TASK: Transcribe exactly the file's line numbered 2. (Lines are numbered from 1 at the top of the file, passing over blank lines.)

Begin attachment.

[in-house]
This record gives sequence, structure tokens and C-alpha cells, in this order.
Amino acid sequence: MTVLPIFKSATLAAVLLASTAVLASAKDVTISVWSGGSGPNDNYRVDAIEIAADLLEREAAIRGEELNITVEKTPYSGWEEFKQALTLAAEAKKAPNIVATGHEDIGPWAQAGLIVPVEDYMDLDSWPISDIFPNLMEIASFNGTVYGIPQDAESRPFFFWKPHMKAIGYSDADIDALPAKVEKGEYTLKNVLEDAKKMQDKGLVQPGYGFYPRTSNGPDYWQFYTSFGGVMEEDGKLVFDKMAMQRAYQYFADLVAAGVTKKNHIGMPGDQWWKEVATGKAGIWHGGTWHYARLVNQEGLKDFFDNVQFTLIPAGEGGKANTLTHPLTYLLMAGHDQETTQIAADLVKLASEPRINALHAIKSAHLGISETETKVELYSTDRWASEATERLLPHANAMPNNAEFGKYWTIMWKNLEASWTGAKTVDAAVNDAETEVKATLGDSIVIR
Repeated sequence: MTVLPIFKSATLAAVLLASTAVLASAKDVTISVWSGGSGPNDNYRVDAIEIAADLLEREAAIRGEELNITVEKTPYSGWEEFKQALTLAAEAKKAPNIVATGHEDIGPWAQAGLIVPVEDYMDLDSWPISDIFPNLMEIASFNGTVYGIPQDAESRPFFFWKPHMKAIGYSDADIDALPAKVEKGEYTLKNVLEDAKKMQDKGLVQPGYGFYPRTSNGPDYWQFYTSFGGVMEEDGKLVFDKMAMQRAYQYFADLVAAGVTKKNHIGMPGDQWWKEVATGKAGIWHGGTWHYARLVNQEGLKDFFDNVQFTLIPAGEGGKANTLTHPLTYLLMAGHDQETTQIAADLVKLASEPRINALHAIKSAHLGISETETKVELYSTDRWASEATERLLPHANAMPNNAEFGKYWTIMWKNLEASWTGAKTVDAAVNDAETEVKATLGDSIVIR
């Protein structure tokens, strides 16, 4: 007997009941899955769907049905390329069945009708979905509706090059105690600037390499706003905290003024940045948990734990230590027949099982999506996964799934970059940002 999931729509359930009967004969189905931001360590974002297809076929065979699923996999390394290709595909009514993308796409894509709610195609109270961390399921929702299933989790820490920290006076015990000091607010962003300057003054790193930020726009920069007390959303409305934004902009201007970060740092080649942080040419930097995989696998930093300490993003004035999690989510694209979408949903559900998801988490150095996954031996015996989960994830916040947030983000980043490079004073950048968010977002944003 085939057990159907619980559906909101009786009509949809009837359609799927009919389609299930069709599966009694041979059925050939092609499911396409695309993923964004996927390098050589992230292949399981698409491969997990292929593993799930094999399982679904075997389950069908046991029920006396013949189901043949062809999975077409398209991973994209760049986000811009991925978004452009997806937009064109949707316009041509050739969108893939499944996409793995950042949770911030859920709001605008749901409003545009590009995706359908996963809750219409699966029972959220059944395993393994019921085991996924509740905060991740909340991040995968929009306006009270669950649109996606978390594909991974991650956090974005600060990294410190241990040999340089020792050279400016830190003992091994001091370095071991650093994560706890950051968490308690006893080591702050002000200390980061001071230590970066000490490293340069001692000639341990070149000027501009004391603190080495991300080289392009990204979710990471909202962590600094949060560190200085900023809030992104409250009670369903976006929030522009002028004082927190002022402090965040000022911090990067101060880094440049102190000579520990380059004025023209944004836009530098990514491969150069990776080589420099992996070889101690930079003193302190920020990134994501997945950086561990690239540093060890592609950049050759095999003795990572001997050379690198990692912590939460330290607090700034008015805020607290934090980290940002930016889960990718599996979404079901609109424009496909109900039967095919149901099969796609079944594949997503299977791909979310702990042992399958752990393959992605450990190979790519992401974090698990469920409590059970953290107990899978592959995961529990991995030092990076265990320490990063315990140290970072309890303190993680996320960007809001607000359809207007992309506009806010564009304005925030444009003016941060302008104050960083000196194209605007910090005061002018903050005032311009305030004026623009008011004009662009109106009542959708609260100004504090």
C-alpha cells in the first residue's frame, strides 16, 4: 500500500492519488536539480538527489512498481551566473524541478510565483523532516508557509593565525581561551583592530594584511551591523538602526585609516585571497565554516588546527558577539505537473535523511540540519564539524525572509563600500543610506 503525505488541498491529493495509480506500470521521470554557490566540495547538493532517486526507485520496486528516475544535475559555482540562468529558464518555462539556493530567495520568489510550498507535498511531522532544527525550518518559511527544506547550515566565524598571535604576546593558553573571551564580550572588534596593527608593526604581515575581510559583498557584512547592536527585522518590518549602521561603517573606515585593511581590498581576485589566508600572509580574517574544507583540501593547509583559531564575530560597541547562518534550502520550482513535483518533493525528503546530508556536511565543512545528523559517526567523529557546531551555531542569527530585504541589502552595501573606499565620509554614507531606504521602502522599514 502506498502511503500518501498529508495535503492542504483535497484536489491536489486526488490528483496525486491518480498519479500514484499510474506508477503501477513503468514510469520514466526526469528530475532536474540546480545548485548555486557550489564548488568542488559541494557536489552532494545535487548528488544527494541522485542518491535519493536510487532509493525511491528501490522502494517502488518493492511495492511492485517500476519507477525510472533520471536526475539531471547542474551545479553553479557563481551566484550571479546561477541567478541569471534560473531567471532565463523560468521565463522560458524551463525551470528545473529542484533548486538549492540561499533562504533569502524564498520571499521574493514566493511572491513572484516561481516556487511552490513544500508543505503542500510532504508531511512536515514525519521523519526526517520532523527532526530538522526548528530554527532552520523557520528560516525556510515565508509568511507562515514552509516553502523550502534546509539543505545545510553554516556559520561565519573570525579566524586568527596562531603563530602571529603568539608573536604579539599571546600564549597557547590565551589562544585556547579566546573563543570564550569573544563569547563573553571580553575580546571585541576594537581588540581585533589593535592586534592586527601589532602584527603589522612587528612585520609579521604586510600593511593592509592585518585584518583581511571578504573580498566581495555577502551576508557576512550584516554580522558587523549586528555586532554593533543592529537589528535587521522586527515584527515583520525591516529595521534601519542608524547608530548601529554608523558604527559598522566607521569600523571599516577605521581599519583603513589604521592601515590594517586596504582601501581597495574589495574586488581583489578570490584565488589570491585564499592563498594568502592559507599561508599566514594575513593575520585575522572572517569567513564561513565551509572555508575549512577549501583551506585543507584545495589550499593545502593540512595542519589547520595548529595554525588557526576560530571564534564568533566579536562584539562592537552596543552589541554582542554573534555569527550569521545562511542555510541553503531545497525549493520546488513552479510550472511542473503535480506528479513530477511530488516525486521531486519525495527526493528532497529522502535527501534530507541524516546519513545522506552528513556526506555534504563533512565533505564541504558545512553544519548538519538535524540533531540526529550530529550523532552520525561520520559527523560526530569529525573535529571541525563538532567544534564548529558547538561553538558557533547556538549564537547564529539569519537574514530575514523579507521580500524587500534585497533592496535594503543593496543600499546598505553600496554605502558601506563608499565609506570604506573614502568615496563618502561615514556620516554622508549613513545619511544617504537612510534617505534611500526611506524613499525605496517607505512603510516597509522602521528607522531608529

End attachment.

This record gives sequence, structure tokens and C-alpha cells, in this order.